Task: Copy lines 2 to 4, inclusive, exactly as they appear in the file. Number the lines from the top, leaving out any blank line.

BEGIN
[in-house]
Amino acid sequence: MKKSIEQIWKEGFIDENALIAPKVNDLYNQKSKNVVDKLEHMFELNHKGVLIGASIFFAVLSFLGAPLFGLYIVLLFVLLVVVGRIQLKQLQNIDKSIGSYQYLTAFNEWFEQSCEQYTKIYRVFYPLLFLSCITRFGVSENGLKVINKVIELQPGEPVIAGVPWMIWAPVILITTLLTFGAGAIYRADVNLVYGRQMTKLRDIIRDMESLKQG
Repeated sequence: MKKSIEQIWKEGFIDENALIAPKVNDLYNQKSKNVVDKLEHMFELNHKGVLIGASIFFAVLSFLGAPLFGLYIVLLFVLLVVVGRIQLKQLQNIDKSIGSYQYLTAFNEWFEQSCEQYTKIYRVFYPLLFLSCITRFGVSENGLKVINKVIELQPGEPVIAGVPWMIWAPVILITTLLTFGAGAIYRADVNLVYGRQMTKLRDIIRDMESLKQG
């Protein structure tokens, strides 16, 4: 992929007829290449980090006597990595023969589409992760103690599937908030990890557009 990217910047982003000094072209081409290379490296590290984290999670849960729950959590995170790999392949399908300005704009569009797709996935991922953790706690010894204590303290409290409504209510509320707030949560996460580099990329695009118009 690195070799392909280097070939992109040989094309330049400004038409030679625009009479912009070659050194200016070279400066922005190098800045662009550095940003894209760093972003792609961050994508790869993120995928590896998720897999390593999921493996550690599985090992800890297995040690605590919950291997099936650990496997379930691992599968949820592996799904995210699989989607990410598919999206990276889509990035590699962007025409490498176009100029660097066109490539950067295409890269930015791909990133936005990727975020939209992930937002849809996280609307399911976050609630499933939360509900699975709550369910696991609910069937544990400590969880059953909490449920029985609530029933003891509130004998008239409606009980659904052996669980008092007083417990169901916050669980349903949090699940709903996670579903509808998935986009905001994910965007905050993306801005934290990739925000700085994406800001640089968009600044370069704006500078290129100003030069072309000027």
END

Amino acid sequence: MKKSIEQIWKEGFIDENALIAPKVNDLYNQKSKNVVDKLEHMFELNHKGVLIGASIFFAVLSFLGAPLFGLYIVLLFVLLVVVGRIQLKQLQNIDKSIGSYQYLTAFNEWFEQSCEQYTKIYRVFYPLLFLSCITRFGVSENGLKVINKVIELQPGEPVIAGVPWMIWAPVILITTLLTFGAGAIYRADVNLVYGRQMTKLRDIIRDMESLKQG
Repeated sequence: MKKSIEQIWKEGFIDENALIAPKVNDLYNQKSKNVVDKLEHMFELNHKGVLIGASIFFAVLSFLGAPLFGLYIVLLFVLLVVVGRIQLKQLQNIDKSIGSYQYLTAFNEWFEQSCEQYTKIYRVFYPLLFLSCITRFGVSENGLKVINKVIELQPGEPVIAGVPWMIWAPVILITTLLTFGAGAIYRADVNLVYGRQMTKLRDIIRDMESLKQG
């Protein structure tokens, strides 16, 4: 992929007829290449980090006597990595023969589409992760103690599937908030990890557009 990217910047982003000094072209081409290379490296590290984290999670849960729950959590995170790999392949399908300005704009569009797709996935991922953790706690010894204590303290409290409504209510509320707030949560996460580099990329695009118009 690195070799392909280097070939992109040989094309330049400004038409030679625009009479912009070659050194200016070279400066922005190098800045662009550095940003894209760093972003792609961050994508790869993120995928590896998720897999390593999921493996550690599985090992800890297995040690605590919950291997099936650990496997379930691992599968949820592996799904995210699989989607990410598919999206990276889509990035590699962007025409490498176009100029660097066109490539950067295409890269930015791909990133936005990727975020939209992930937002849809996280609307399911976050609630499933939360509900699975709550369910696991609910069937544990400590969880059953909490449920029985609530029933003891509130004998008239409606009980659904052996669980008092007083417990169901916050669980349903949090699940709903996670579903509808998935986009905001994910965007905050993306801005934290990739925000700085994406800001640089968009600044370069704006500078290129100003030069072309000027």